NADD Bulletin Volume IV Number 4 Article 3

Complete listing

Herbal Remedies Used In Psychiatric Practice

Ann R. Poindexter, M.D.

1.Black Cohosh (Cimicifuga racemosa): Used by North American aboriginal peoples as treatment for hot flashes, anxiety, and dysphoria (acute unhappiness) associated with menopause. Probably works on the gonadotropic system.

· EFFICACY: seems to work better than placebo and/or conjugated estrogen for treatment of physical and mental menopausal symptoms. Takes up to 2 weeks to work.

· POTENTIAL SIDE EFFECTS: gastric upset, throbbing headaches, dysphoria, and cardiovascular depression.

· POSSIBLE DRUG INTERACTIONS: sex hormone system

2.German Chamomile (Matricaria recutita): Used for treatment of g-i tract discomfort, peptic ulcer disease, mouth and skin irritation, pediatric colic and teething, and mild insomnia and anxiety. Contains flavonoid apigenin, which may attach to the benzodiazepine receptor and may also interact with the histamine system.

·EFFICACY: A mild hypnotic effect has been reported on mice and on humans, but no randomized or controlled clinical studies have been reported.

·POTENTIAL SIDE EFFECTS: rare, but usually are allergic in nature.

3.Evening Primrose (Oenothera biennis): Some authors have proposed its use in the treatment of schizophrenia, childhood hyperactivity, and dementia, apparently because of isolated reports of prostaglandin abnormalities in schizophrenia and AD/HD, but there is little scientific evidence or cultural tradition to support this recommendation.

·POTENTIAL SIDE EFFECTS: probably relatively safe, but should be used with caution in mania and epilepsy. Cases of primrose-oil exacerbation of epilepsy have been reported.

·POSSIBLE DRUG INTERACTIONS: phenothiazines, nonsteroidal anti-inflammatory drugs, corticosteroids, beta-blockers, and anticoagulants.

4.Ginkgo (Ginkgo biloba): One of the oldest deciduous tree species on earth, has been used for medicinal purposes a lot in Europe and has a minor role in traditional Chinese medicines. Indications have included dementia, “chronic cerebrovascular insufficiency,” and “cerebral trauma.”

·EFFICACY: Ginkgo extracts probably improve vascular perfusion and can decrease blood clotting by blocking platelet activating factor. Antioxidant properties of flavonoid components may explain its postulated neuroprotective and ischemia-reperfusion-protective effects. Review of controlled trials for cerebral problems indicated usually significant improvement in symptoms such as memory loss, trouble concentrating, fatigue, anxiety, and depressed mood. Studies looking at augmenting memory or treating memory loss have had conflicting results. Usually, some improvement is reported in people with moderate to severe memory impairment, but no significant improvement in those with mild to no memory impairment. Ginkgo has also been used to treat impotence, but no clear benefits have been reported. One study showed that ginkgo improved resistant depression when used as an augmenting agent with conventional antidepressants.

·POTENTIAL SIDE EFFECTS: relatively uncommon, but may include headache, g-i tract upset, and skin allergy to the Ginkgo fruit.

·POSSIBLE DRUG INTERACTIONS: anticoagulants. Caution should be exercised when taken where there is a risk of bleeding.

5.Hops (Humulus lupulus): Used by the brewing industry to produce beer, but the female flowers of the plant have a long medicinal history as a mild sedative. Currently used as a mild hypnotic agent.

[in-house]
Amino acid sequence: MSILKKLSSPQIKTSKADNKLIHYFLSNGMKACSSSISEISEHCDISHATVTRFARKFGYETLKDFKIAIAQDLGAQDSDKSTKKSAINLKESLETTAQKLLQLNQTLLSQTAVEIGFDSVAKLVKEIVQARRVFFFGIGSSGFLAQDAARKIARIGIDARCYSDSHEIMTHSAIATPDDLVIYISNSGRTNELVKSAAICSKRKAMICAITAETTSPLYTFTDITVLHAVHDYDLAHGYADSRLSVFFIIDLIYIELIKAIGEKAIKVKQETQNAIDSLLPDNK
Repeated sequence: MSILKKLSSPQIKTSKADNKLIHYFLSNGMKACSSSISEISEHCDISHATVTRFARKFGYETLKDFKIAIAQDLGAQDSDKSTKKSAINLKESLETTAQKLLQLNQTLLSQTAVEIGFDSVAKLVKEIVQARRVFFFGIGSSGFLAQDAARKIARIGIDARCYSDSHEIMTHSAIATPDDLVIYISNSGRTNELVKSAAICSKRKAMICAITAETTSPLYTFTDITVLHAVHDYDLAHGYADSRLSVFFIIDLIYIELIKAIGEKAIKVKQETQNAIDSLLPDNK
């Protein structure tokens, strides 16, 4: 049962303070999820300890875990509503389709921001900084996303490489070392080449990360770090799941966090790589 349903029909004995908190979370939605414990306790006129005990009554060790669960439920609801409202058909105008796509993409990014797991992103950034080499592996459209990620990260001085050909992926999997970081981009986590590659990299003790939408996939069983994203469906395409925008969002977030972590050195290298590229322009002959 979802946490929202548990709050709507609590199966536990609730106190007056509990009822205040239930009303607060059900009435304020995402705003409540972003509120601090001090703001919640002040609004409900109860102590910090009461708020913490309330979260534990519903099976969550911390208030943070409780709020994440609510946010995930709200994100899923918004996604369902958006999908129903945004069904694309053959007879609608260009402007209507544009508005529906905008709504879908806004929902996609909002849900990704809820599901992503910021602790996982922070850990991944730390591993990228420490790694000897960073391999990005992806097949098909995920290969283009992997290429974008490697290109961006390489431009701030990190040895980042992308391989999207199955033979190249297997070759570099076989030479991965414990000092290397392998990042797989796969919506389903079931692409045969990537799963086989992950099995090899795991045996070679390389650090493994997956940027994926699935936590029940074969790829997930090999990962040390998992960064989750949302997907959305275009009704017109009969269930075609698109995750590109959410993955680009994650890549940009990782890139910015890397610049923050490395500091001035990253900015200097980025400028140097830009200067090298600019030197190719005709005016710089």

·EFFICACY: No clinical studies are available concerning its use as a single agent to treat specific symptoms or illnesses, such as insomnia or anxiety disorders.

·POTENTIAL SIDE EFFECTS: allergy and disruption of menstrual cycles.

·POSSIBLE DRUG INTERACTIONS: sedative-hypnotic agents and alcohol.

6.Kava (Piper methysticum): Preparations from the root of kava have been used extensively by people in the South Pacific, both for medicinal and cultural purposes. Commonly believed to have anxiolytic, anticonvulsant, sedative, and muscle relaxant properties.

·EFFICACY: Kava has been reported to cause EEG changes similar to those of diazepam (Valium™). May bind at GABA sites. Standardized doses may be beneficial in management of anxiety and tension of nonpsychotic origin. Does not appear to adversely affect cognitive function, mental acuity, or coordination as compared with oxazepam (Serax™).

·POTENTIAL SIDE EFFECTS: Long-term use with higher doses may result in scaling of the skin on the extremities.

·POSSIBLE DRUG INTERACTIONS: May interact with benzodiazepine antianxiety drugs and/or alcohol.

7.Lemon Balm (Melissa officinalis) has a history of use as an antianxiety preparation.

·EFFICACY: One article has reported hypnotic and analgesic effects on mice, but no studies are available documenting these effects in people, although some people recommend its use. One study using a combination of lemon balm with valerian showed a sleep-promoting effect.

·POTENTIAL SIDE EFFECTS: None have been reported.

·POSSIBLE DRUG INTERACTIONS: May potentiate effects of other CNS depressants, including alcohol, and may interact with thyroid medications or thyroid disease.

8.Passion flower (Passiflora incarnata L.) is native to the Americas, and its leaves have been used as a sedative by native peoples such as the Aztecs. Current use is as a sedative-hypnotic.

·EFFICACY: Current use as a sedative-hypnotic is supported by results of some animal studies, but no studies on humans are available. One study, randomized, controlled, used a commercial preparation of Passion flower plus valerian, showed benefit in the treatment of adjustment disorder with anxious mood.